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  1. With the weather being so good this weekend, and the Micra paint drying I figured it was worth making a start on another car I've, well not owned as such but which shares a name with one I've owned. So step forward AMT's 1965 Pontiac Grand Prix. The pic below shows what's in the box (sort of), although there are two chrome sprues in that chrome bag. Lots of extras in there too, the vast majority of which I probably won't use. Definitely one of those kits where the box art is doing its best to put you off buying it - I get that the front picture represents the original box art but wish that when you see these on sale they would included the one picture of a stock car which exists on the box. I haven't unwrapped the glass, chrome or wheels for the shot above as it's going to be a long time before I get around to building it. But I do want to get it sprayed this summer, and maybe one after this, so might as well make the most of the good weather. In terms of first impressions, they're not that great I'm afraid. A couple of pieces have come loose from the sprue, and some parts (especially the interior tub) have a fair bit of flash going on. And then I thought about it for a minute and it occurred to me that the tooling for this kit is older than I am, so I think it's fair to see it's not aged too badly. Naturally, first job (after washing it) is to tidy up the mould lines. Fortunatelt not too much flash on this kit, but some of the mould lines were a bit awkward to get to. It also hasn't got a panel line between the bonnet/hood and windscreen for the sides of the scuttle panel which should be there on the real car. I cut lines in with a #11 scalpel to try to get a straight line, then widened and deepened with the scriber. It was only after I thought about using masking tape to get a straighter edge but this will do I think. Certainly better than nothing. The bracing bars between the front wings weren't too bad to remove though, and this is what it was like before I sprayed the first coat. I thought I had picked up the imperfections, but as usual an application of primer highlights the bits I'd missed. As I was using the grey Halfords primer though, I could use the first layer as a guide coat to when I sanded back those remaining issues. After that I gave it a proper priming. Looking much tidier now. Have to say though that this thing is huge - even though it's 1/25 and thoretically a smaller scale than most of the models I've done it still swarfs everything else, even the Jag XJ220. It's likely to be into next year before I finish this, but thanks to all who've looked at the start of this one.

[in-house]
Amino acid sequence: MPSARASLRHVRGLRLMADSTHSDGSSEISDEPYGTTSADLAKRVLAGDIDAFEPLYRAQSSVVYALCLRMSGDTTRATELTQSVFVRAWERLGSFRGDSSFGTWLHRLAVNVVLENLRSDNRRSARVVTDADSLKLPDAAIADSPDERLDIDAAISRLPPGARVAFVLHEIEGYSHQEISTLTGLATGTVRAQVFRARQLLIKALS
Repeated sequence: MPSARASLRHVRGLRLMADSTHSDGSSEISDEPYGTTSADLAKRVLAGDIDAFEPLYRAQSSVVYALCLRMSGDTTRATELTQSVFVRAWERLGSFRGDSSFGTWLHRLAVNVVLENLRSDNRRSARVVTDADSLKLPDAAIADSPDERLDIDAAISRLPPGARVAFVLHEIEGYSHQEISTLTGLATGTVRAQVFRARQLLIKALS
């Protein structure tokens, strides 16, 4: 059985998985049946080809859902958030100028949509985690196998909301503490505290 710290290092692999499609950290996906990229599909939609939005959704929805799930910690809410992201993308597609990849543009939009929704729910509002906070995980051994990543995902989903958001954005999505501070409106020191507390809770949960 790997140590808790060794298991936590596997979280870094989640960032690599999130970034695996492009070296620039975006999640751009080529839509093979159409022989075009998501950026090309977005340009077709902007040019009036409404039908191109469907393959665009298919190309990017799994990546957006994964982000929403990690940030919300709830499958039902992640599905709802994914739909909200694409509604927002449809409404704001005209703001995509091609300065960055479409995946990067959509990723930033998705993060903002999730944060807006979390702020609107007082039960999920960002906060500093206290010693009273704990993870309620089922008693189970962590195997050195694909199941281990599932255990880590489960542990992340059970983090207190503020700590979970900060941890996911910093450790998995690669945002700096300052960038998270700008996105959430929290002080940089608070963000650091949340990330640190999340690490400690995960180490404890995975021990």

2. I've been working on this kit alongside the AMT 1967 Shelby GT350, primarily because I didn't want to airbrush the same color twice. I got this kit (and started modelling) to make this specific model kit, to TRY to match my real car (my Vette has the base engine). So far about 90% of all parts have been painted, assembly will start soon. The body has been sanded and is ready for primer alongside the Shelby GT350. It will be painted just like my car, Metallic Turquoise. As there is very few polished items on this vehicle IRL, I decided to paint all the chrome parts steel, with a few exceptions. I have seen a few examples of C4 Corvettes with polished rims, but mine has the alloy rims. So I decided to paint the rims as well. The interior and the engine will be assembled first while I wait for the weather to let up so I can prime the body. The interior will be black with dark grey dash and center column.
  3. A 23 Squadron Boston III nightfighter to be built from the AMT kit
  4. A hangover from a past group build, this one sat because I wasn't happy with the wheels and tyres. I thought I'd started another thread in here since, but I can't find it, so here we are... Original thread: I was planning to use a set of Halibrand kidney bean wheels from an original issue kit, but they looked a bit undersize and I didn't have any tyres that looked right. Since I bought a 3D printer, I've spent many more hours drawing things than building, but it has produced some tangible results. I drew the early lip/bead laced 5.5x15 wheels and 6.40-15 front and 6.70-15 rear tyres, as fitted to the earliest cobras and still on CSX2000. Test print - a few spokes didn't make it, so tweaks needed.